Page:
Monday, January 18, 2010
An Update from Bonnie in Uganda
My friend Bonnie is in Uganda for three months and is teaching the women English! Here is her first report:
Notes from Uganda
After a journey that started 8:30 Monday morning, Jan. 11, we arrived at our destination on Wednesday, 2:00 p.m. January 13. Needless to say we were exhausted. "We" is Leah, a 26 year old nurse from Minnesota, Kathy, a 66 year old nurse from Arizona and me.
We were met in Entebbe at the airport by Pastor Peter, the leader of Kingdom Preparation Ministries. He is a friend whom I first met in 2004 - a beautiful, strong compassionate Christian.
We have rented a 3 bedroom house with 2 bathrooms. That sounds luxurious, and by Ugandan standards, it is, BUT one of the showers doesn't work, the floors are unpainted cement, one of the sinks is hanging off the wall, etc. Although the lease says fully furnished, there is one bath towel per person, no table knives in the kitchen and the kitchen is almost like camping out. There is running water which we must purify and a 2 burner butane "stove". There is a refrigerator which is half freezer which takes the greater part of the "juice' so that the refrigerator part is barely cool - a problem. Also the kitchen is poorly supplied - BUT the mattresses are comfortable. We spent Wednesday afternoon and part of Thursday unpacking and shopping for food stuffs and supplies.
Shopping: Half of the stores contain used articles - the stores with new things are all very poor quality but they do carry some packaged food stuffs. There is an interior central market with little stalls and fresh produce. They have quite a variety of fresh food, but most Ugandans cannot afford it.
Thursday afternoon we went to Smile Africa to meet with Pastor Ruth to discuss what she had in mind for us to do. Then to my surprise, I was scheduled to meet my first class at 2:00 p.m. the next day, Friday.
In the evening, our Ugandan friends, Andrew, his wife Frida and their new baby Rache, along with Andrew's brother, Timothy came over. We served them chapati (a flat bread similar to tortillas which I purchased from a street vendor) and jackfruit which they taught us how to prepare, to serve with water and tea. The Ugandans are great tea drinkers.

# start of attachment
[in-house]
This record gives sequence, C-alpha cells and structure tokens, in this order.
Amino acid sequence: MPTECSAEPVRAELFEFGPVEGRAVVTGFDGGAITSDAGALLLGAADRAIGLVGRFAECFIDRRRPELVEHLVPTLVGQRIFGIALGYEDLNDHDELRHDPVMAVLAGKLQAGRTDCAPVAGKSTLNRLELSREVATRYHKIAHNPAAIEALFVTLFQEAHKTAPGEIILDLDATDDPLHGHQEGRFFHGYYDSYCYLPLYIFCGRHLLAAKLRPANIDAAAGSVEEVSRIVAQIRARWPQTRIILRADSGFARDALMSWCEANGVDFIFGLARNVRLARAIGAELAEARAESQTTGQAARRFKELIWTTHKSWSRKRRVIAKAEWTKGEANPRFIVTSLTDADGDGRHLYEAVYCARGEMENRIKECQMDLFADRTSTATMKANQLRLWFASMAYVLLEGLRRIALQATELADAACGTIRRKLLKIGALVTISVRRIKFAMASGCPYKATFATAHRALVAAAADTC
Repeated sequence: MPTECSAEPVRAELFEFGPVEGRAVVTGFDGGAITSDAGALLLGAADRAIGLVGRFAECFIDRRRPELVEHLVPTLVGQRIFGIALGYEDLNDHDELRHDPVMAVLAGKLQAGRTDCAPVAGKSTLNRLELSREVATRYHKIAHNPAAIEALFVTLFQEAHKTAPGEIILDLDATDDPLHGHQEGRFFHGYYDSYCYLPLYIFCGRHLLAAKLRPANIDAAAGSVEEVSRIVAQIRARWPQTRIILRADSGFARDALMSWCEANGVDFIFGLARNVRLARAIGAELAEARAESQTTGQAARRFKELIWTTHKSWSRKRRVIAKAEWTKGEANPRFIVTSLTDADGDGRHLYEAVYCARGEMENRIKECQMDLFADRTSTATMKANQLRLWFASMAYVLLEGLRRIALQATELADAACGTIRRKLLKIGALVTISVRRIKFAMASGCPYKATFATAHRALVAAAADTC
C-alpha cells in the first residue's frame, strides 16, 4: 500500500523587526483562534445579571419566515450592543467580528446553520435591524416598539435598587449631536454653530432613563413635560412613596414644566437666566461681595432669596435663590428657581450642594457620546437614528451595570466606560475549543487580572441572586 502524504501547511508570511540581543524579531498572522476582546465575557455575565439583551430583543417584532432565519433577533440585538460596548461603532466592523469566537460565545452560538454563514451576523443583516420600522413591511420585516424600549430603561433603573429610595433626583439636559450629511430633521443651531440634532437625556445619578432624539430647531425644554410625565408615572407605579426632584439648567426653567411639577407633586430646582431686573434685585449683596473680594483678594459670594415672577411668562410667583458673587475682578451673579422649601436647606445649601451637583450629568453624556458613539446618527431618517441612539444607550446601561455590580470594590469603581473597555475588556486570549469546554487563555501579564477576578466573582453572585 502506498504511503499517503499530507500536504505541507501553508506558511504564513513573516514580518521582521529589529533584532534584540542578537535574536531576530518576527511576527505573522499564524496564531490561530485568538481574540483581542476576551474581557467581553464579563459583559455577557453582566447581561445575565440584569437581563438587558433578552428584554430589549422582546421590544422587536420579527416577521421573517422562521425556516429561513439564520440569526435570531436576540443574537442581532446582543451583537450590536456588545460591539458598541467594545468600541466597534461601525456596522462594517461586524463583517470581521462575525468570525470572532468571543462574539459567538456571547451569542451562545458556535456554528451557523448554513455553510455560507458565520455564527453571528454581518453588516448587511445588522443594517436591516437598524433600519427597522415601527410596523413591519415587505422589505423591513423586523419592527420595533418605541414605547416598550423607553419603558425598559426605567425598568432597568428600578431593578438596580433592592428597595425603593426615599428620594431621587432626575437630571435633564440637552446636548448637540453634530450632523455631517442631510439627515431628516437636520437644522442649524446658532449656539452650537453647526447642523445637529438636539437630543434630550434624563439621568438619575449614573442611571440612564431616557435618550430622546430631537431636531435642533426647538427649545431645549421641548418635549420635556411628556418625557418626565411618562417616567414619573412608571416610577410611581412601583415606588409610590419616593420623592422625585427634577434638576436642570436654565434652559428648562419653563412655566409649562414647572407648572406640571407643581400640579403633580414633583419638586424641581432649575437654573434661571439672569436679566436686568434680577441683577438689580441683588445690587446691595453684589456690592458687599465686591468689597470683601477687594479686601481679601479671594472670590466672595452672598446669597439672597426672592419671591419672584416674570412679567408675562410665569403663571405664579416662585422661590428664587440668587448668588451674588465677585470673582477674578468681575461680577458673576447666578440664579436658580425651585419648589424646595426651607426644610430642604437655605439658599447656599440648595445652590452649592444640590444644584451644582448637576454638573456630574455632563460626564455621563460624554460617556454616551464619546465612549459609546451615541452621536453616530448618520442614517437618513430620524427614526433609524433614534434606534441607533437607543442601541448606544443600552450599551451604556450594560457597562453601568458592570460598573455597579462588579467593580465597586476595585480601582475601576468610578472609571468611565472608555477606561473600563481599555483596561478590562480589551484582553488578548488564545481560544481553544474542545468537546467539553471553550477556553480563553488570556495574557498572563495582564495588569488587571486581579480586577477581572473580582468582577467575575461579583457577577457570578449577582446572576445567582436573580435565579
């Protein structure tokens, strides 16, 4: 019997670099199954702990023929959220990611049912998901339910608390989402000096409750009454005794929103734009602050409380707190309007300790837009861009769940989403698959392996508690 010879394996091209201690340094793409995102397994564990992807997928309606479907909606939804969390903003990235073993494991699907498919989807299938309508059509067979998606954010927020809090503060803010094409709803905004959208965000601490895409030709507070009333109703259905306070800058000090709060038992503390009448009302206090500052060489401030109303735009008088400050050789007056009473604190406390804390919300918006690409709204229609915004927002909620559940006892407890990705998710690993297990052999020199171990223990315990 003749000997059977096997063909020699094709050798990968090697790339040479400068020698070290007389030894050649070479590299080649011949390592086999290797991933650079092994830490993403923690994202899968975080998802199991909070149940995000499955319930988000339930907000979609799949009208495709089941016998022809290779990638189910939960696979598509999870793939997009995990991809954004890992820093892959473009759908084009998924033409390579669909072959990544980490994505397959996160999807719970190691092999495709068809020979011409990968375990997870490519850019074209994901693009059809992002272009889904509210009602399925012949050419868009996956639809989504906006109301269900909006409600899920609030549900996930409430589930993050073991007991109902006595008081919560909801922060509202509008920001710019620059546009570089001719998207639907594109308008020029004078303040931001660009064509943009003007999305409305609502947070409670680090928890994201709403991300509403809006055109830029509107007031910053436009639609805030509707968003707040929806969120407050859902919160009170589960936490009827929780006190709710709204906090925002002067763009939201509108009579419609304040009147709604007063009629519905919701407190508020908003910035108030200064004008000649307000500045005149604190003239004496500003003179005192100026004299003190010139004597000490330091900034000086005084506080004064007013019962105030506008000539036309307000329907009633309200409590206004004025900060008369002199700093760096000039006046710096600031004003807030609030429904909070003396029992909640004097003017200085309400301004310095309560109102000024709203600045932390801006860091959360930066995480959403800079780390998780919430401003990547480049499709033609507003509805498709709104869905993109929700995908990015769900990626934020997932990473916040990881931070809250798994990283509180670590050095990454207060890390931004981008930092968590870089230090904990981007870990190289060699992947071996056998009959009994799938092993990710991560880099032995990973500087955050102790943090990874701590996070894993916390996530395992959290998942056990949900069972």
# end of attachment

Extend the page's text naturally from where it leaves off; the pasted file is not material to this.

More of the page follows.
Friday morning Leah and Kathy left for Smile Africa at 9:00. I cooked beans I had put to soak the night before. We must purify all the water we use for cooking and rinsing dishes by boiling or with purification tablets. It is a hassle. We clean all the vegetables with a veggie wash. It is obviously time-consuming. I went to Smile Africa at 11:00 - in time to "pick" rice (picking the pebbles and dirt out of the rice) and help to dish up the food (it was given by Feed My Starving Children) for the 400 hundred children fed daily at Smile Africa.
After lunch, I met with Janet, an assistant to Pastor Ruth, to discuss the coming students, class and agenda for this initial meeting. The women, (18) finally all arrived around 3:00 - typical African time. We prayed, we shared our personal stories and as the Ugandans come from an oral history tradition, their "sharing a little bit about themselves" can take 20 to 30 minutes. Thus the stories lasted so ong, we couldn't get to the rest of the agenda but this was okay because it gave each woman some encouragement and gave me an opportunity to see them as individuals and not a class. Some of their stories were heartbreaking. The mothers of 2 of the woemn tried to kill them as children, all of them are either widows or have been abandoned by their husbands. Half of them had very little schooling, some none at all. Some of them, before coming to Smile Africa, felt so desparate they wanted to kill themselves and their children. One woman lived under a tree and one rescued her sons from being poisoned by her husband's family. Pastor Ruth has helped all of these women to now beome self-supporting via micro-loans to set up small businessed. Widows in Uganda are subject to the whims of their dead husband's families. Their land, home and children can all be taken from them. What these women struggle with daily to accomplish care of self and children shows their strength and courage. (Wendy, Janet is teaching the "Mission Principles" material to these same women following my classes.) After this initial meeting we determined to split the women into non-English speakers to concentrate on learning English, and for those who do speak English, we will work on enhancing reading, writing and math skills.
I am very excited about this challenge and I ask for the prayers of all of you who read this that God will lead and guide me in these efforts.
Today, Leah was managing the clinic by herself, while Kathy went out to a village with Pastor Ruth to take some pictures of a child in desparate need of surgery.
Love to all - Bonnie